NEW YORK, February 2, 2008 – A
homophobic mob attack in Jamaica that left one man severely injured and
another missing and feared dead shows yet again that authorities must take
urgent action against violence and hatred, Human Rights Watch said
This incident is the latest in a
string of homophobic mob violence over the last year, including an attack on
mourners in a church.
“Roving mobs attacking innocent
people and staining the streets with blood should shame the nation’s
leaders,” said Scott Long, director of the Lesbian, Gay, Bisexual and
Transgender Rights Program at Human Rights Watch.
“Gays and lesbians in Jamaica face
violence at home, in public, even in a house of worship, and official
silence encourages the spread of hate.”
On the evening of January 29, a
group of men approached a house where four males lived in the central
Jamaican town of Mandeville, and demanded that they leave the community
because they were gay, according to human rights defenders who spoke with
Later that evening, a mob returned
and surrounded the house.
The four men inside called the
police when they saw the crowd gathering; the mob started to attack the
house, shouting and throwing bottles. Those in the house called police again
and were told that the police were on the way. Approximately half an hour
later, 15-20 men broke down the door and began beating and slashing the
Human rights defenders who spoke to
the victims also reported that police arrived half an hour after the mob had
broken into the house – 90 minutes after the men first called for help. One
of the victims managed to flee with the mob pursuing.
A Jamaican newspaper reported that
blood was found at the mouth of a nearby pit, suggesting he had fallen
inside or may have been killed nearby. The police escorted the three other
victims away from the scene; two of them were taken to the hospital. One of
the men had his left ear severed, his arm broken in two places, and his
spine reportedly damaged.
The attack on these men echoes
another incident in the same town on Easter Sunday, April 8, 2007.
Approximately 100 men gathered
outside a church where 150 people were attending the funeral of a gay man.
According to mourners, the crowd broke the windows with bottles and
shouted: “We want no battyman [gay] funeral here. Leave or else we’re going
to kill you. We don’t want no battyman buried here in Mandeville.”
Several mourners inside the church
called the police to request protection. After half an hour, three police
But instead of protecting the
mourners, police socialized with the mob, laughing along at the situation.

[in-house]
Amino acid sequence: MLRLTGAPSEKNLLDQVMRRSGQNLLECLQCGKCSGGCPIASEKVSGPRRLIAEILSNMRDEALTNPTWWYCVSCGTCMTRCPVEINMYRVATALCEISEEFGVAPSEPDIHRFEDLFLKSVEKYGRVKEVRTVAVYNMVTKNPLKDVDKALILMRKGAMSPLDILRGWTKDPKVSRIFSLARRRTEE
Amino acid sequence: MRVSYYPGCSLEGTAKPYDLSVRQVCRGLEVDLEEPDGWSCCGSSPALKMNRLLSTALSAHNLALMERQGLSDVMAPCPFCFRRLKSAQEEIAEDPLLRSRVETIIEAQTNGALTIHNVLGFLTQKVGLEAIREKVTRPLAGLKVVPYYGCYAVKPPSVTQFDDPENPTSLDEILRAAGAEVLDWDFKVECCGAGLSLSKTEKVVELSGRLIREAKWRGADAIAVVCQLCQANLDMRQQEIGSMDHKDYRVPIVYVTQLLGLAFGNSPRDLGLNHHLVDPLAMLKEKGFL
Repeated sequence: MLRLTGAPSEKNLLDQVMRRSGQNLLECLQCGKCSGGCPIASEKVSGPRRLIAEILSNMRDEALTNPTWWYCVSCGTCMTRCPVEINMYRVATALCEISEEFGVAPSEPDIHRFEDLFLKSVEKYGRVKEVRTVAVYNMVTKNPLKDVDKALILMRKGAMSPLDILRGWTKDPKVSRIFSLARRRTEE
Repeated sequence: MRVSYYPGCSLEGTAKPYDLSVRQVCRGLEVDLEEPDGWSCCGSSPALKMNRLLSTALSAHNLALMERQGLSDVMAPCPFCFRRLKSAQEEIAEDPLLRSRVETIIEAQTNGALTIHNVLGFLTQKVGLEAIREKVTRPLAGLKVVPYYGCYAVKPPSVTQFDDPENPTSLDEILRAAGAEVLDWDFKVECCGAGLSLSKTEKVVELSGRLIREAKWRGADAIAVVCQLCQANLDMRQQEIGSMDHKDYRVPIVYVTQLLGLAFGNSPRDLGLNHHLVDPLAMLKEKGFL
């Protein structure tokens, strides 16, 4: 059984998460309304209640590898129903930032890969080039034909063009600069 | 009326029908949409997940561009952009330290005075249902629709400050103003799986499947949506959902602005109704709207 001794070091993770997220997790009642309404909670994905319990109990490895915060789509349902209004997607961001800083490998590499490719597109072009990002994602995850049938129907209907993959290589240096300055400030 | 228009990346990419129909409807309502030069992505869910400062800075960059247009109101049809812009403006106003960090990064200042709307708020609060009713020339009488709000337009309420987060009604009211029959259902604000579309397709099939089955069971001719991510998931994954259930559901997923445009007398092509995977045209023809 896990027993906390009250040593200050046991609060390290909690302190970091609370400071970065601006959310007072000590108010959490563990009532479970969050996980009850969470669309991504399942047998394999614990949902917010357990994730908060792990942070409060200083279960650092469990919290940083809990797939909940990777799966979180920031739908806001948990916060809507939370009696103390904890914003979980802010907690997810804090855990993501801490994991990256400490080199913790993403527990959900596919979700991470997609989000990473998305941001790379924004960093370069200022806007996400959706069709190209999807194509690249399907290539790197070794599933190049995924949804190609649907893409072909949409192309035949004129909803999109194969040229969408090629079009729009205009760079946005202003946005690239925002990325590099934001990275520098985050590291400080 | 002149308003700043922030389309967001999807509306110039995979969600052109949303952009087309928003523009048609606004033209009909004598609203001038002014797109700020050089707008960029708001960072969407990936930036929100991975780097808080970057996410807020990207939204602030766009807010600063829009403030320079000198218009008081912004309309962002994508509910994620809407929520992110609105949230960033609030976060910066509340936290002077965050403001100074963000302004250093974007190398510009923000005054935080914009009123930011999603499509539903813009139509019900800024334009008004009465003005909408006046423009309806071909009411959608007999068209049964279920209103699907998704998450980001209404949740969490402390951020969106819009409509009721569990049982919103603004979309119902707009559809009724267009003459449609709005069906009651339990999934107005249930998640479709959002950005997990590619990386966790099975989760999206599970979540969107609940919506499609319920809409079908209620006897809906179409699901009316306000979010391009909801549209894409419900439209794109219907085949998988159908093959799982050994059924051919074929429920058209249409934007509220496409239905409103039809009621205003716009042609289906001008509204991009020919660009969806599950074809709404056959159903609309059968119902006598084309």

A highway patrol car subsequently arrived, and one of the highway patrol
officers reportedly told the churchgoers, “It’s full time this needs to
happen. Enough of you guys.”
The highway patrol officers then
drove off. The remaining officers at the scene refused to intervene when
the mob threatened the mourners with sticks, stones, and batons as they
tried to leave the service.
Only when several gay men among the
mourners took knives from their cars for self-defence did police reportedly
take action by firing their guns into the air. Officers stopped gay men
from leaving and searched their vehicles, but did not restrain or detain
members of the mob.
“While Jamaican police have begun
to reach out to gay and lesbian communities, this change hasn’t reached many
police stations where protection remains an illusion,” said Rebecca
Schleifer, advocate on HIV/AIDS and human rights at Human Rights Watch.
“These horrifying attacks should
galvanize officials to protect all Jamaicans against violence, regardless of
who they are.”
Two other mob attacks last year
reinforced the fears of gay and lesbian Jamaicans. On April 2, 2007, a
crowd in Montego Bay attacked three men alleged to be gay who were attending
The men took to a stage to dance
during the revelry, but the mob began throwing bottles and stones at them.
Witnesses said the crowd chased the men down the street, slashed one man
with knives and beat him with a manhole cover.
According to local press reports,
at least 30 or 40 people beat another man as he sought refuge in a bar,
tearing his clothes from him and striking him as he bled severely from a
In this case, police did intervene
in an attempt to protect the men, but were overpowered by the mob. They
were able to transport at least one victim to the hospital only after backup
forces arrived more than 20 minutes later.
On February 14, 2007, a mob in
Kingston attacked four men, including the co-chair of t the Jamaica Forum
for Lesbians, All-Sexuals and Gays (JFLAG).
The men took refuge in a store in
Tropical Plaza on Constant Spring Road in Kingston, while a crowd of at
least 200 people gathered outside, calling for the men to be beaten to death
because they were gay.
The men called local police, as
well as Human Rights Watch. When officers arrived, instead of protecting
them, they verbally abused the victims, calling them “nasty battymen,” and
struck one in the face, head, and stomach.
They took the men to Halfway Tree
Police Station in Kingston, but refused to take their complaints and ordered
them never to return to the station.
In 2007, Human Rights Watch wrote
to then-Prime Minister Portia Simpson-Miller and Peter Phillips, minister of
national security, calling for an investigation into all the reported
violence, as well as protection of witnesses from threats or reprisals.
Human Rights Watch has received no
response from the government to any of this correspondence.
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Posted: 2 February 2008 at
00:00 (UK time)